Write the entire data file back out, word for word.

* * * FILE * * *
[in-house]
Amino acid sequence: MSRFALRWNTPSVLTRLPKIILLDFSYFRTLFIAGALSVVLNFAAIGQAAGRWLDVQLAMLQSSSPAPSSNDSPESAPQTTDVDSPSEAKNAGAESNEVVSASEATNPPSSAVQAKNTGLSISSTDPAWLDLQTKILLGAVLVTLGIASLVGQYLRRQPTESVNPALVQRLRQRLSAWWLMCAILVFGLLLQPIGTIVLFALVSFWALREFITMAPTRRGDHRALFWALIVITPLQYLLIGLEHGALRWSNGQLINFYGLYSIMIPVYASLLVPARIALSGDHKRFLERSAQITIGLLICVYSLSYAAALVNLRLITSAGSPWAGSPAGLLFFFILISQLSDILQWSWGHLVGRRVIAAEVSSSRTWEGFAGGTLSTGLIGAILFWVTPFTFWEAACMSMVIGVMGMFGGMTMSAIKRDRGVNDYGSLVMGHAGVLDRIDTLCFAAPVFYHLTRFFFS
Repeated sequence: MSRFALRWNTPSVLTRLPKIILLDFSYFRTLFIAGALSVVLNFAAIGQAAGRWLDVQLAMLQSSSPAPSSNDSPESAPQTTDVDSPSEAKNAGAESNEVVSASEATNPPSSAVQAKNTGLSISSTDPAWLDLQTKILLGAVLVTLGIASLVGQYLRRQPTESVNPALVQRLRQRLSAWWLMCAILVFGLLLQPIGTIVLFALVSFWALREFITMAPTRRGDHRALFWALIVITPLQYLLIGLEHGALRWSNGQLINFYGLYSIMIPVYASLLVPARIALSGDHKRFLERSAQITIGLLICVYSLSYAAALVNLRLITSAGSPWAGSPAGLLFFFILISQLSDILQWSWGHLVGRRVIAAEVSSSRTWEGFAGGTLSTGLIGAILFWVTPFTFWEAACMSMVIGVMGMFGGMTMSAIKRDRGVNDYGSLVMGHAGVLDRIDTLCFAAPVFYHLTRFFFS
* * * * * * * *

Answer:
[in-house]
Amino acid sequence: MSRFALRWNTPSVLTRLPKIILLDFSYFRTLFIAGALSVVLNFAAIGQAAGRWLDVQLAMLQSSSPAPSSNDSPESAPQTTDVDSPSEAKNAGAESNEVVSASEATNPPSSAVQAKNTGLSISSTDPAWLDLQTKILLGAVLVTLGIASLVGQYLRRQPTESVNPALVQRLRQRLSAWWLMCAILVFGLLLQPIGTIVLFALVSFWALREFITMAPTRRGDHRALFWALIVITPLQYLLIGLEHGALRWSNGQLINFYGLYSIMIPVYASLLVPARIALSGDHKRFLERSAQITIGLLICVYSLSYAAALVNLRLITSAGSPWAGSPAGLLFFFILISQLSDILQWSWGHLVGRRVIAAEVSSSRTWEGFAGGTLSTGLIGAILFWVTPFTFWEAACMSMVIGVMGMFGGMTMSAIKRDRGVNDYGSLVMGHAGVLDRIDTLCFAAPVFYHLTRFFFS
Repeated sequence: MSRFALRWNTPSVLTRLPKIILLDFSYFRTLFIAGALSVVLNFAAIGQAAGRWLDVQLAMLQSSSPAPSSNDSPESAPQTTDVDSPSEAKNAGAESNEVVSASEATNPPSSAVQAKNTGLSISSTDPAWLDLQTKILLGAVLVTLGIASLVGQYLRRQPTESVNPALVQRLRQRLSAWWLMCAILVFGLLLQPIGTIVLFALVSFWALREFITMAPTRRGDHRALFWALIVITPLQYLLIGLEHGALRWSNGQLINFYGLYSIMIPVYASLLVPARIALSGDHKRFLERSAQITIGLLICVYSLSYAAALVNLRLITSAGSPWAGSPAGLLFFFILISQLSDILQWSWGHLVGRRVIAAEVSSSRTWEGFAGGTLSTGLIGAILFWVTPFTFWEAACMSMVIGVMGMFGGMTMSAIKRDRGVNDYGSLVMGHAGVLDRIDTLCFAAPVFYHLTRFFFS